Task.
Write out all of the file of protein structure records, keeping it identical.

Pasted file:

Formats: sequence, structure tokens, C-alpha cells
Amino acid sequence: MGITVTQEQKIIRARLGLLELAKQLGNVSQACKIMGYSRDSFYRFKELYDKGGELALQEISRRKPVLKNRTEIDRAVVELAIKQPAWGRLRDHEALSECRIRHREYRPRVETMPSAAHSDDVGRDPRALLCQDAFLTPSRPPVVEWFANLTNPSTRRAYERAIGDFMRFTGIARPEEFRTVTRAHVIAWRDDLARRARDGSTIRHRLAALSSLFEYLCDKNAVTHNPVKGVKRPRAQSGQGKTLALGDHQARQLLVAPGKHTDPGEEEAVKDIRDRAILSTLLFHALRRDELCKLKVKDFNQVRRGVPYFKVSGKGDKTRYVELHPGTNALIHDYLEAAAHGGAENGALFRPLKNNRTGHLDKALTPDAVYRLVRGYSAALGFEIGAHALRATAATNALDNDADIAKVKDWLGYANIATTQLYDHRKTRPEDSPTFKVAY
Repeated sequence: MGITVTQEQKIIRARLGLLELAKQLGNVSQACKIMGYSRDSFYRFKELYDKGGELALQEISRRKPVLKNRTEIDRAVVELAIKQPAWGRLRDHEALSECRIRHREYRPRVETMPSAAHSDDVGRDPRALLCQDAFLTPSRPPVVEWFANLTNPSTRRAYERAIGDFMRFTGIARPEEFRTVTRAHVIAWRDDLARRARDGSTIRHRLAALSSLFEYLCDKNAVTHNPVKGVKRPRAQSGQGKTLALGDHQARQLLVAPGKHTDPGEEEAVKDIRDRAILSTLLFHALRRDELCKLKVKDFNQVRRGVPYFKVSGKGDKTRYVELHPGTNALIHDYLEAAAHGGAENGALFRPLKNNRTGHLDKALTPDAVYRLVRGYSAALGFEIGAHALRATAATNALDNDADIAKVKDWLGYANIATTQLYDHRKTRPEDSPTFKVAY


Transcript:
Formats: sequence, structure tokens, C-alpha cells
Amino acid sequence: MGITVTQEQKIIRARLGLLELAKQLGNVSQACKIMGYSRDSFYRFKELYDKGGELALQEISRRKPVLKNRTEIDRAVVELAIKQPAWGRLRDHEALSECRIRHREYRPRVETMPSAAHSDDVGRDPRALLCQDAFLTPSRPPVVEWFANLTNPSTRRAYERAIGDFMRFTGIARPEEFRTVTRAHVIAWRDDLARRARDGSTIRHRLAALSSLFEYLCDKNAVTHNPVKGVKRPRAQSGQGKTLALGDHQARQLLVAPGKHTDPGEEEAVKDIRDRAILSTLLFHALRRDELCKLKVKDFNQVRRGVPYFKVSGKGDKTRYVELHPGTNALIHDYLEAAAHGGAENGALFRPLKNNRTGHLDKALTPDAVYRLVRGYSAALGFEIGAHALRATAATNALDNDADIAKVKDWLGYANIATTQLYDHRKTRPEDSPTFKVAY
Repeated sequence: MGITVTQEQKIIRARLGLLELAKQLGNVSQACKIMGYSRDSFYRFKELYDKGGELALQEISRRKPVLKNRTEIDRAVVELAIKQPAWGRLRDHEALSECRIRHREYRPRVETMPSAAHSDDVGRDPRALLCQDAFLTPSRPPVVEWFANLTNPSTRRAYERAIGDFMRFTGIARPEEFRTVTRAHVIAWRDDLARRARDGSTIRHRLAALSSLFEYLCDKNAVTHNPVKGVKRPRAQSGQGKTLALGDHQARQLLVAPGKHTDPGEEEAVKDIRDRAILSTLLFHALRRDELCKLKVKDFNQVRRGVPYFKVSGKGDKTRYVELHPGTNALIHDYLEAAAHGGAENGALFRPLKNNRTGHLDKALTPDAVYRLVRGYSAALGFEIGAHALRATAATNALDNDADIAKVKDWLGYANIATTQLYDHRKTRPEDSPTFKVAY